How Do You Roll A Cake? Chef Claude Explains It All For You

We had so much fun rolling cakes in pastry class the other night. And no, we didn’t roll them along the floor like so many bowling balls, silly. We learned to make roulades, which is just a fancy way of saying we rolled them into swirly designs with fillings.

One type of roulade was familiar to me: the kind that looks like a log when it’s all done, and each round slice has a neat little spiral design in it, like I showed you the other night:

The other type came as a surprise to me, so I want to tell you about it, since I’m guessing it will be a surprise to you, too. It’s called zebra cake, and it has a lovely exotic look:

How do you get that pattern? Here’s how:

You start with a nice yellow cake batter (or whatever flavor you want, obviously; we used yellow cake) and you spread it very, very evenly in half-sheet pans. Chef Claude explained that you have to take extra care to smooth this batter, and to check that it’s evenly spread, since it pretty much stays put when it bakes.

These cakes bake up pretty thin. Take a look:

Chef applied a little simple syrup (equal parts sugar and water, or some close variation)…

and then layers of ganache and buttercream…

… and then he cut the cake into 2-inch-wide sections.

He rolled one of those 2-inch sections up, and set it on top of the flat 2-inch section next to it. Then he rolled those together, and kept doing that until he had all the cake sections rolled together.

Amazing, huh?

Chef Claude then set the rolled cake on its swirled edge, where it looked remarkably like a normal cake (which it wasn’t, of course). He circled it with a band of plastic wrap so it could slide into the fridge to firm up:

When it came out, Chef applied a thin coat of buttercream, called a “crumb coat” because it protects the second layer of buttercream from picking up loose crumbs.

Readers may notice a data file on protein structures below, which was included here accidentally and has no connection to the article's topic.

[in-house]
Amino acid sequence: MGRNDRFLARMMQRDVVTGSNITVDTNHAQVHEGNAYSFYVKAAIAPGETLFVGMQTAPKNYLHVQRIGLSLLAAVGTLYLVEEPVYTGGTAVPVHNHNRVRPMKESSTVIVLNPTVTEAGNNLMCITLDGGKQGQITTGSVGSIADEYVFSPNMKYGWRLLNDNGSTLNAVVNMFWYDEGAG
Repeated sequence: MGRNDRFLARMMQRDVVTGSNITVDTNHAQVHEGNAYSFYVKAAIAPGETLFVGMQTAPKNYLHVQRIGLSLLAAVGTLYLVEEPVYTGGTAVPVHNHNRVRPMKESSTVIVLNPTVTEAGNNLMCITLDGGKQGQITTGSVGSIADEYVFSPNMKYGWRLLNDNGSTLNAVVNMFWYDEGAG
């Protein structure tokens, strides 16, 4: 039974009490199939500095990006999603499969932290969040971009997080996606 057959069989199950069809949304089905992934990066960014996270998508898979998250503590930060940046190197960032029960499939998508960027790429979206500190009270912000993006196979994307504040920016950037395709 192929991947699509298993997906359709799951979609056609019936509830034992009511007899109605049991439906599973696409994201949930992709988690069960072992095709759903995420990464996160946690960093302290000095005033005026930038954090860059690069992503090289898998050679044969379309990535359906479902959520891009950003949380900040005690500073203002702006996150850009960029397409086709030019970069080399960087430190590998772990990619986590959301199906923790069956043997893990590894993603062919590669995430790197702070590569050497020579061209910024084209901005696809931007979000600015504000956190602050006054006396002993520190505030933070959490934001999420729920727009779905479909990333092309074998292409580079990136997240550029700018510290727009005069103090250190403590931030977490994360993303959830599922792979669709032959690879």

getting started on the crumb coat...

... finishing up the crumb coat.

When the buttercream was done and all smoothed out, he cut it for us to show us the dramatic interior, as you saw at the beginning of this post. Quite the flamboyant little cake!

Making our more-typical roulades began in a similar way, by making a yellow cake batter and spreading it thin on half-sheet pans. When they were baked, we laid them out on sheets of parchment and brushed on a little simple syrup, lemon curd and buttercream.

Then we used the parchment underneath them to help us roll the cakes: we lifted the edge that was farthest away from us, angling the paper toward us and using our fingers just a little to help the edge of the cake to begin the roll. Here’s Chef Claude showing us how:

When we had rolled up our cakes, we tucked the parchment around the roll snugly, and used a yardstick to push back against the paper-wrapped roll, to get it nice and tight.

When the roulades were built, it was time for a crumb coat:

And we needed to make sure that coat was very smooth, so it wouldn’t make ugly bumps under the ganache glaze that would come next. To do this, Chef showed us how to use a strip of parchment, curving it over the roulade and drawing it along its length to smooth out the buttercream.